In the immediate aftermath players may want to try things to make it better. You should let them, even if, especially if they won’t work. If they want to pray for a week to their god begging for a miracle, attempt CPR, rush them to a healer or try any of a hundred other things – let them. Describe the results of their actions, give it flavour and let the RP come through. This is part of the character’s mourning and grief and is a great RP moment, let them rail at an unjust universe and the whims of a merciless god! It also makes more of the moment for the player whose character died.
Do not however offer any comments (ever) on how the character could have been played so that they would not have died. It’s a controlling move that suggests you could have played the character better. Resist the urge no matter what. Any lessons to be learned they will get without you as the GM piling in.
I was playing a Bounty Hunter in a d6 Star Wars game whose family had been killed by an Imperial officer; General Landok.
For several years this reckless, headstrong character had been part of the rebellion, taking a grim satisfaction in fighting against the Empire. We’re on a rescue mission needing to free some important rebellion agents from a prison facility. We have a plan but need a distraction to help us escape when my character discovers that the general is arriving for an inspection. I tell the party I have a distraction, be ready to act when they hear it and walk away from the group.
Two thrown thermal detonators as the general leaves his shuttle later and I have my revenge, that and the remains of a stormtrooper parade keen to deal with me. I flee with no real hope of success in a hail of blaster fire and jump onto a speeder for a short chase which eventually sees me blown up. The rest of the team meanwhile walk through a now mostly empty base out into the city.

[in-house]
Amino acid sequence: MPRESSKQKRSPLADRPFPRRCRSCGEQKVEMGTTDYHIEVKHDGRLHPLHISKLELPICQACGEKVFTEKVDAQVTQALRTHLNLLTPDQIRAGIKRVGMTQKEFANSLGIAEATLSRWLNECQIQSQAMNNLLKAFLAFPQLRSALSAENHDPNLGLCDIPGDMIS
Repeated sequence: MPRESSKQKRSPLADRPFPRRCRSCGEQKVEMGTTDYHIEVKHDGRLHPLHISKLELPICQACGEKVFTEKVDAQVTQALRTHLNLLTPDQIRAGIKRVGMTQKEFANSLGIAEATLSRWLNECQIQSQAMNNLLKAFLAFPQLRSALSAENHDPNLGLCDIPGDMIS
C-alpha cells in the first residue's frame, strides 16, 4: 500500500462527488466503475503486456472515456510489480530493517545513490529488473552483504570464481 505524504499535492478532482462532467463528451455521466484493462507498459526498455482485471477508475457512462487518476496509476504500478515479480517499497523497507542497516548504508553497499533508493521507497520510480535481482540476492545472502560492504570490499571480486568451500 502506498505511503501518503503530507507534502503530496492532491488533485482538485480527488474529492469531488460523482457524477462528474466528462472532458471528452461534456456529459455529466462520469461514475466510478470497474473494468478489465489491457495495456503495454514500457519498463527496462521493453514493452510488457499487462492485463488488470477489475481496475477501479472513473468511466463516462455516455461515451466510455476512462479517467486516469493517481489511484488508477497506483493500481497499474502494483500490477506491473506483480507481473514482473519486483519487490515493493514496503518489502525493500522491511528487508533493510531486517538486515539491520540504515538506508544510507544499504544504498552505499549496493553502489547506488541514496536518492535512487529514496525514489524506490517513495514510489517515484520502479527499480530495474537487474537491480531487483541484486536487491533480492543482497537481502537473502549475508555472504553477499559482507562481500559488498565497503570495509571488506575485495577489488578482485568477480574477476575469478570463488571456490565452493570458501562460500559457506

I was satisfied. It was a great ending for the character, he got revenge and had helped his friends – awesome.
Then this happens:
- The GM narrates the explosion in more detail confirming I’m dead.
- The team have some trouble at a checkpoint.
- We return to retcon that I was thrown from the wreckage and bled out on the street.
- They collect new identity records for the agents.
- Then back to describe that actually the stormtroopers finished me off.
- The team reach the hangar and have a tense moment as the papers are checked
- Then back again to talk about my force ghost rising even though I wasn’t a Jedi.
Finally at the end of the session with my character’s death already somewhat spoiled by the GM’s constant re-visits, he felt the need to point out that had my character not stood up and shouted at the general before throwing the detonators he would have been able to escape…
(The lack) of death in D&D
I’m not a fan of the ease with which death is undone in D&D, 300g worth of diamonds shouldn’t make death an easy thing to reverse. The reality though is that there are so many different ways a poor roll or a relatively small amount of poor luck (or judgement) can end up killing a character that these need to be here, it’s baked into the system’s mechanics. I do like how Critical Role have added to the process, but still lament how easy it is to unshrug that mortal coil.